Interesting chemical experiments: http://www.m.chemicum.com/
Greetings all. Today I'll talk to you about one unusual element - gallium. Gallium is a fusible metal which is in the Group 3 of elements of the Periodic System.
This metal was discovered by a German scientist and was named in honor of France, and more precisely, its Latin name which is Gaul.
Let's examine some of the properties of the metal. For this I’ll put a few beads of gallium on my hand. The melting point of gallium is 29.8 degrees Celsius.
Since the human body temperature is 36.6 degrees, the gallium will just melt right in my hand. However, melting does not occur immediately as gallium previously was at the room temperature.
I’m trying as hard as possible to press the pieces of gallium into the hand, so they would melt faster. After some time gallium does melt and we finally see a very beautiful phenomenon - the liquid metal directly in our hands!
To melt the remaining gallium beads I pour them into the hot water. Gallium simply melts faster in there.
Molten gallium can be poured into a syringe for easy transportation and carrying out experiments. I’m trying to release as much gallium as possible into my hand from the syringe.
It’s a very strange feeling when you hold the liquid metal in your hand. And unlike mercury gallium is not toxic. However, gallium does have one big disadvantage, it is just very dirty.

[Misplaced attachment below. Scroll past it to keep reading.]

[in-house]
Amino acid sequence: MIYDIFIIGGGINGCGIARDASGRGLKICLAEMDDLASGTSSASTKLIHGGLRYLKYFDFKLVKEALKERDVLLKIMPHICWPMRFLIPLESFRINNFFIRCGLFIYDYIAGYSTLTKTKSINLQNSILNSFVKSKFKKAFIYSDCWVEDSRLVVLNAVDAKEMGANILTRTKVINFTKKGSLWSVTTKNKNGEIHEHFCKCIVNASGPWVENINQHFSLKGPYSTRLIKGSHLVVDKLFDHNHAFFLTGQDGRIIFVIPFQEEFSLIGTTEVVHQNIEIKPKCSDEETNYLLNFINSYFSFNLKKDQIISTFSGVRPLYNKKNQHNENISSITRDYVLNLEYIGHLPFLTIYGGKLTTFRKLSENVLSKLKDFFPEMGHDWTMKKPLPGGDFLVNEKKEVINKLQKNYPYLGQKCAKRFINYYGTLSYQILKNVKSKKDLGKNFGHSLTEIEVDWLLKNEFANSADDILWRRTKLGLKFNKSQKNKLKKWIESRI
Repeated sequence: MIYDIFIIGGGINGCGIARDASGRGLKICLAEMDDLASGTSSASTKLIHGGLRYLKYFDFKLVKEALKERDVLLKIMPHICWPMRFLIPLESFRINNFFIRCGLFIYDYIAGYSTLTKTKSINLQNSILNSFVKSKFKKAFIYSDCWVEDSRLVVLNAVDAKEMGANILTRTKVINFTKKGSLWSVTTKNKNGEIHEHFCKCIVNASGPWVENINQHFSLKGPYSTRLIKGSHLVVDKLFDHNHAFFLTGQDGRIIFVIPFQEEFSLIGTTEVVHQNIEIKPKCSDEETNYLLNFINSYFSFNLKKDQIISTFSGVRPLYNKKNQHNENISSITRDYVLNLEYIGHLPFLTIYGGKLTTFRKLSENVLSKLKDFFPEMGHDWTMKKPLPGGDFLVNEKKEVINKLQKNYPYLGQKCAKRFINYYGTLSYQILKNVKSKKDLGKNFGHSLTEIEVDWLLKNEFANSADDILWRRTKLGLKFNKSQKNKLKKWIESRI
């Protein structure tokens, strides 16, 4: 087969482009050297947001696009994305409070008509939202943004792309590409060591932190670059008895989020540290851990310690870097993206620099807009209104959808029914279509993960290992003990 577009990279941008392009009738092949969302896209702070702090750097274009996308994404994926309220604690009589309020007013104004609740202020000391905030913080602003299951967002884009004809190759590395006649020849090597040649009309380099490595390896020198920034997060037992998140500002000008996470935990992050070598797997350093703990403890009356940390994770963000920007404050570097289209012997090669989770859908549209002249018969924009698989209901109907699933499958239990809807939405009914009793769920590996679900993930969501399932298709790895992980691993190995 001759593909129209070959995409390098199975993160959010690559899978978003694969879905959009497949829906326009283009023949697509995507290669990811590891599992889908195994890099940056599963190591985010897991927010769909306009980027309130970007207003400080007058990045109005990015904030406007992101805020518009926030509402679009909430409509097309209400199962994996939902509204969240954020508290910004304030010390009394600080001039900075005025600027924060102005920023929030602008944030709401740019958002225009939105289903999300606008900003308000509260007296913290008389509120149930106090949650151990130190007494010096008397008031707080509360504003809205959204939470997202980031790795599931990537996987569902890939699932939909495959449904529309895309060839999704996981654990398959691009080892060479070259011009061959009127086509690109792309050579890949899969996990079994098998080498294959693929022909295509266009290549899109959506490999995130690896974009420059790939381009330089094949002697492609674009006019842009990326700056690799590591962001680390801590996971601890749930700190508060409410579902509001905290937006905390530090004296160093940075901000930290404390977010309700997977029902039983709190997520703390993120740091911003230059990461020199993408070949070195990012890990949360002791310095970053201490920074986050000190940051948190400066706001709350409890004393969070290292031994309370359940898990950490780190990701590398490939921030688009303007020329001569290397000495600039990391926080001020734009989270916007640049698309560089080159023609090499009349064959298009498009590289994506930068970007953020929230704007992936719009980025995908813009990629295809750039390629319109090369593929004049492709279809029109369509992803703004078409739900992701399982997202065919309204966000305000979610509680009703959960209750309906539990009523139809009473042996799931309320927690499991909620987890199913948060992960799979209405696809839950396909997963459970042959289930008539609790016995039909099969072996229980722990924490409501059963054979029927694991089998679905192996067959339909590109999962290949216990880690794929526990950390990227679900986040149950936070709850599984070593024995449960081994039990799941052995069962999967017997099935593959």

Since gallium has a low surface tension it moistens many surfaces. If you put a drop of gallium in the glass jar and shake it, you can get a beautiful gallium mirror.
Also, gallium may create a supersaturated solution. Or to simply put it, it often does not harden when cooled down below 30 degrees.
This property can be used for growing crystals of gallium. To do this, I have cooled down gallium to the room temperature. Next I’m throwing a piece of solid gallium into the liquid one and waiting about 10 minutes.
After that the metal turns into a small crystal. I've made a few of these. As you can see, they are all very beautiful.
Also, if you dip such crystal in warm water, it is possible to hear a so-called "singing metal."
With the rapid melting of gallium crystals its structure collapses and instead we get a sound.
Gallium is now mainly used in electronics. LEDs and semiconductors are made based on it. The compounds of gallium can now be find inside of any mobile phone.
You can learn more about the other interesting properties of gallium from my later videos. Thank you for watching. Facebook: https://www.facebook.com/thoisoi2